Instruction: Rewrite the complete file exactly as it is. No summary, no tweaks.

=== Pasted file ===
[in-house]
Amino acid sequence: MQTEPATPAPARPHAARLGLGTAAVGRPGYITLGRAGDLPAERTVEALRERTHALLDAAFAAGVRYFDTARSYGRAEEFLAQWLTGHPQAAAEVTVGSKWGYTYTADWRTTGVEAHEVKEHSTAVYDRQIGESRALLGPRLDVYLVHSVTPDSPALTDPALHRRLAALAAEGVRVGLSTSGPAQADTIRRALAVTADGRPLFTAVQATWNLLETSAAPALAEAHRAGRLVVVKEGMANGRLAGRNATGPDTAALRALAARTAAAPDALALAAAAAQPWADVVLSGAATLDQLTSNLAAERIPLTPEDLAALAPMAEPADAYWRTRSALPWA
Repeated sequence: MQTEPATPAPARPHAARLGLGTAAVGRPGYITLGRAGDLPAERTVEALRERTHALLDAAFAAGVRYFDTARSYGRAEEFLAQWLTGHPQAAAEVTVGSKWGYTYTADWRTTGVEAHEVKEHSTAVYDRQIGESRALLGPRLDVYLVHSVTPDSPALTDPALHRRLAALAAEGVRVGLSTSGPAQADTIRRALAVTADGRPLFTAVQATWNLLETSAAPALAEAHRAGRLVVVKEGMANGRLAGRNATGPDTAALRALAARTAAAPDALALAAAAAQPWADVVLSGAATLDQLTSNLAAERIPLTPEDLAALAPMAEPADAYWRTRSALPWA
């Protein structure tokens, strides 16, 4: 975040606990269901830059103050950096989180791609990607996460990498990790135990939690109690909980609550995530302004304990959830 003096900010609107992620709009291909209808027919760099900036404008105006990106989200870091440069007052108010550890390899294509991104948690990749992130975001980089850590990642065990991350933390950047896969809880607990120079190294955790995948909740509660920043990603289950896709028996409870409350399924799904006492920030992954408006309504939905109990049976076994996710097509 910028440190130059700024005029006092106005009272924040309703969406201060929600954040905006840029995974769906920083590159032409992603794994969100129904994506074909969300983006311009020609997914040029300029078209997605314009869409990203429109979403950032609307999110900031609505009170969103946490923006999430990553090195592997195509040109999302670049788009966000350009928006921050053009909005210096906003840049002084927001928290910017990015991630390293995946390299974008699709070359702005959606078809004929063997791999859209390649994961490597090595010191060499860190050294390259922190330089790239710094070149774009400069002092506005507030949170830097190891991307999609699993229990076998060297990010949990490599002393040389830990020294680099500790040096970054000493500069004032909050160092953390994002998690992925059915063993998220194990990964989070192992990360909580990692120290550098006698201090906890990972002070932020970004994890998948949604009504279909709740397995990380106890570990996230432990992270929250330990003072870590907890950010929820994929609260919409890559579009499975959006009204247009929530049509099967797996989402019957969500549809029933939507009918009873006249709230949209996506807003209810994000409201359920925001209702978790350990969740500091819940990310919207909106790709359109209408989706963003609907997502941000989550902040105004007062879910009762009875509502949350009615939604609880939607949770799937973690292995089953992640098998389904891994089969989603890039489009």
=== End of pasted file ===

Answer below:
[in-house]
Amino acid sequence: MQTEPATPAPARPHAARLGLGTAAVGRPGYITLGRAGDLPAERTVEALRERTHALLDAAFAAGVRYFDTARSYGRAEEFLAQWLTGHPQAAAEVTVGSKWGYTYTADWRTTGVEAHEVKEHSTAVYDRQIGESRALLGPRLDVYLVHSVTPDSPALTDPALHRRLAALAAEGVRVGLSTSGPAQADTIRRALAVTADGRPLFTAVQATWNLLETSAAPALAEAHRAGRLVVVKEGMANGRLAGRNATGPDTAALRALAARTAAAPDALALAAAAAQPWADVVLSGAATLDQLTSNLAAERIPLTPEDLAALAPMAEPADAYWRTRSALPWA
Repeated sequence: MQTEPATPAPARPHAARLGLGTAAVGRPGYITLGRAGDLPAERTVEALRERTHALLDAAFAAGVRYFDTARSYGRAEEFLAQWLTGHPQAAAEVTVGSKWGYTYTADWRTTGVEAHEVKEHSTAVYDRQIGESRALLGPRLDVYLVHSVTPDSPALTDPALHRRLAALAAEGVRVGLSTSGPAQADTIRRALAVTADGRPLFTAVQATWNLLETSAAPALAEAHRAGRLVVVKEGMANGRLAGRNATGPDTAALRALAARTAAAPDALALAAAAAQPWADVVLSGAATLDQLTSNLAAERIPLTPEDLAALAPMAEPADAYWRTRSALPWA
């Protein structure tokens, strides 16, 4: 975040606990269901830059103050950096989180791609990607996460990498990790135990939690109690909980609550995530302004304990959830 003096900010609107992620709009291909209808027919760099900036404008105006990106989200870091440069007052108010550890390899294509991104948690990749992130975001980089850590990642065990991350933390950047896969809880607990120079190294955790995948909740509660920043990603289950896709028996409870409350399924799904006492920030992954408006309504939905109990049976076994996710097509 910028440190130059700024005029006092106005009272924040309703969406201060929600954040905006840029995974769906920083590159032409992603794994969100129904994506074909969300983006311009020609997914040029300029078209997605314009869409990203429109979403950032609307999110900031609505009170969103946490923006999430990553090195592997195509040109999302670049788009966000350009928006921050053009909005210096906003840049002084927001928290910017990015991630390293995946390299974008699709070359702005959606078809004929063997791999859209390649994961490597090595010191060499860190050294390259922190330089790239710094070149774009400069002092506005507030949170830097190891991307999609699993229990076998060297990010949990490599002393040389830990020294680099500790040096970054000493500069004032909050160092953390994002998690992925059915063993998220194990990964989070192992990360909580990692120290550098006698201090906890990972002070932020970004994890998948949604009504279909709740397995990380106890570990996230432990992270929250330990003072870590907890950010929820994929609260919409890559579009499975959006009204247009929530049509099967797996989402019957969500549809029933939507009918009873006249709230949209996506807003209810994000409201359920925001209702978790350990969740500091819940990310919207909106790709359109209408989706963003609907997502941000989550902040105004007062879910009762009875509502949350009615939604609880939607949770799937973690292995089953992640098998389904891994089969989603890039489009």